March 7 (Reuters) - U.S. utility holding company Exelon Corp has hired a debt restructuring adviser to help it evaluate options for its merchant power plant subsidiary ExGen Texas Power LLC, people familiar with the matter said on Tuesday.
The move comes as merchant power plants such as ExGen Texas Power, which burn fuels such as natural gas to generate electricity and then sell it onto the grid, struggle to cope with massive swings in energy prices.
Investment bank PJT Partners Inc will help Exelon address ExGen Texas Power’s cash liquidity concerns and its approximately $650 million in debt, the people said.
ExGen Texas Power’s lenders have also organized for a potential debt restructuring by tapping legal and financial counsel, the people added.
The sources asked not to be identified because they were not authorized to speak publicly on the matter. Exelon and PJT declined to comment.
Peers of Exelon have recently unveiled similar moves. NRG Energy Inc has announced that it is in talks with the bondholders of its GenOn Energy Inc subsidiary on a debt restructuring, while FirstEnergy Corp has said it plans to exit its merchant business by mid-2018.
Natural gas prices have been under pressure due to oversupply and warm weather in the northeastern United States, which have driven down electricity prices, in turn hurting power plants’ profits. Increased use of renewable energy has also negatively affected power plants that run on fossil fuels.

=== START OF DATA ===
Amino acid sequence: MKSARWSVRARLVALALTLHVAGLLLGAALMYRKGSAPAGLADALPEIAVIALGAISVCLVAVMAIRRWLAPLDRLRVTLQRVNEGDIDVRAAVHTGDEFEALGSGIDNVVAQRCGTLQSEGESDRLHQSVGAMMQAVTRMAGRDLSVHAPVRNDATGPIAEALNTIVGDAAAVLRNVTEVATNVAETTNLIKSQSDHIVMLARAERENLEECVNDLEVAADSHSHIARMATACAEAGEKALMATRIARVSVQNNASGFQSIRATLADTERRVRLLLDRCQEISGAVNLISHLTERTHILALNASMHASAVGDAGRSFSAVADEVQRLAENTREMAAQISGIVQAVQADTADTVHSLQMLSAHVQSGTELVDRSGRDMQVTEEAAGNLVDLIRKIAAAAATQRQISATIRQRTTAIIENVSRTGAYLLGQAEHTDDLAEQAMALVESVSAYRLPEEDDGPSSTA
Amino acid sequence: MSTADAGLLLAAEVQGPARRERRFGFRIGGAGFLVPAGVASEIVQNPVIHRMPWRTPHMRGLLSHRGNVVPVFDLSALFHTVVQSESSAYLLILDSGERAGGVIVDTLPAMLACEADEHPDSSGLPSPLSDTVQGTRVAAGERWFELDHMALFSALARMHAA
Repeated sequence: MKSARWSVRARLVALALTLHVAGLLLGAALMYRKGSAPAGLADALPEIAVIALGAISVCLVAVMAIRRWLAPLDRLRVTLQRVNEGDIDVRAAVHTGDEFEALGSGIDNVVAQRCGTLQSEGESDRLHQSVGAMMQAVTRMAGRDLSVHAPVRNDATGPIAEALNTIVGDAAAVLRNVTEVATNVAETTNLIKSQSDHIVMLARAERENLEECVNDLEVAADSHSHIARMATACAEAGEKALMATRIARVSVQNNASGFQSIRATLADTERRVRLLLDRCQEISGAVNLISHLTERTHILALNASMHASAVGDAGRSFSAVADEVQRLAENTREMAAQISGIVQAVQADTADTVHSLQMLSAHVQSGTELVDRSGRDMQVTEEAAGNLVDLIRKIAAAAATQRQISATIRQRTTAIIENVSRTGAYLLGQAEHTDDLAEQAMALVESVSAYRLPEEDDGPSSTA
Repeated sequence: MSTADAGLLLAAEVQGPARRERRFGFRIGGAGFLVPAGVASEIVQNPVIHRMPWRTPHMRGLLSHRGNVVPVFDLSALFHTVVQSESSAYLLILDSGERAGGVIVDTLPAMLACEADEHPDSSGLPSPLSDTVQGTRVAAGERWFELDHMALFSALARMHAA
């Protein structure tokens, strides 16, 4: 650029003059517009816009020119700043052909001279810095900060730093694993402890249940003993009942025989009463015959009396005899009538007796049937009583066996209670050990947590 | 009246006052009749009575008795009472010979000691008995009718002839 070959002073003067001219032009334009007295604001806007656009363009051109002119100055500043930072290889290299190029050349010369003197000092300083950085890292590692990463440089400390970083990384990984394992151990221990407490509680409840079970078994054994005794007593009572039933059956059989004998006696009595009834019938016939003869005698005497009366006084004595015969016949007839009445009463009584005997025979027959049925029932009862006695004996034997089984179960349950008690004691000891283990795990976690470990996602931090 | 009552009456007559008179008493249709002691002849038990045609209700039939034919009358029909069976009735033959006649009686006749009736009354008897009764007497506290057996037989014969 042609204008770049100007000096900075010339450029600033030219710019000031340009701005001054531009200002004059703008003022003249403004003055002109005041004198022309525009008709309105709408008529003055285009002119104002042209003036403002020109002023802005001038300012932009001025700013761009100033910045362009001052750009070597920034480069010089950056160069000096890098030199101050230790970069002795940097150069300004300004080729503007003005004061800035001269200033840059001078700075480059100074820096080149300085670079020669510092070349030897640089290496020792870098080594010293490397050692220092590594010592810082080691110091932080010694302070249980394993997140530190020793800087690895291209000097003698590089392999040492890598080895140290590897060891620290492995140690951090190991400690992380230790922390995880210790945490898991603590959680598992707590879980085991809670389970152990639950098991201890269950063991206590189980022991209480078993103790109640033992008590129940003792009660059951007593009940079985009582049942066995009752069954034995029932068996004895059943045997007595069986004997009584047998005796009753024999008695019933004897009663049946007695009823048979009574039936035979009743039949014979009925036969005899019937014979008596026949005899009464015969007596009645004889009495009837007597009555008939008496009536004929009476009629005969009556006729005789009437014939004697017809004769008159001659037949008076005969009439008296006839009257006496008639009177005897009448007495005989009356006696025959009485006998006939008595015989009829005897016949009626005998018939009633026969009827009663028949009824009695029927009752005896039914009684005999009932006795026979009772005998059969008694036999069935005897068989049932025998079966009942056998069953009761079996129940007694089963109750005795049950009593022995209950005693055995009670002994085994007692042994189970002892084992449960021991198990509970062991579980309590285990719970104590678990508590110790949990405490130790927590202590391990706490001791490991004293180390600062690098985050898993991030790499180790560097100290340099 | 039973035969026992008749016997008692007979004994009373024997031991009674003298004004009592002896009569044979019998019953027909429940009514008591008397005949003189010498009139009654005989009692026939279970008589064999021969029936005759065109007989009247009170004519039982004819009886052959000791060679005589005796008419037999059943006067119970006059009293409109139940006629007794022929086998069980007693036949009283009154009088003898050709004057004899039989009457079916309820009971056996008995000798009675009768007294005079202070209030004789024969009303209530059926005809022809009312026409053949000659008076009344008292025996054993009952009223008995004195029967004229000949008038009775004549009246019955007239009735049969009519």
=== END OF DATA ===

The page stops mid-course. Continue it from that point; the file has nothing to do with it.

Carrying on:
ExGen Texas Power operates five natural-gas-fired power plants in Texas. Its $675 million term loan that matures in 2021 is trading well below face value, an indication that investors do not expect full repayment.
The term loan, used in part to pay a dividend to Exelon, was trading at about 71 cents on the dollar on Monday, the most recent data available, according to Thomson Reuters LPC.
ExGen Texas Power also has a $20 million revolving credit line due in 2019, of which $4 million was drawn in January, according to credit ratings agency Moody’s Investors Service.
ExGen Texas Power faces a cash crunch in May, Moody’s said in a February report. The credit ratings agency said it does not believe the market value of the power plants would cover the company’s debt in an asset sale. (Reporting by Jessica DiNapoli; Editing by Dan Grebler)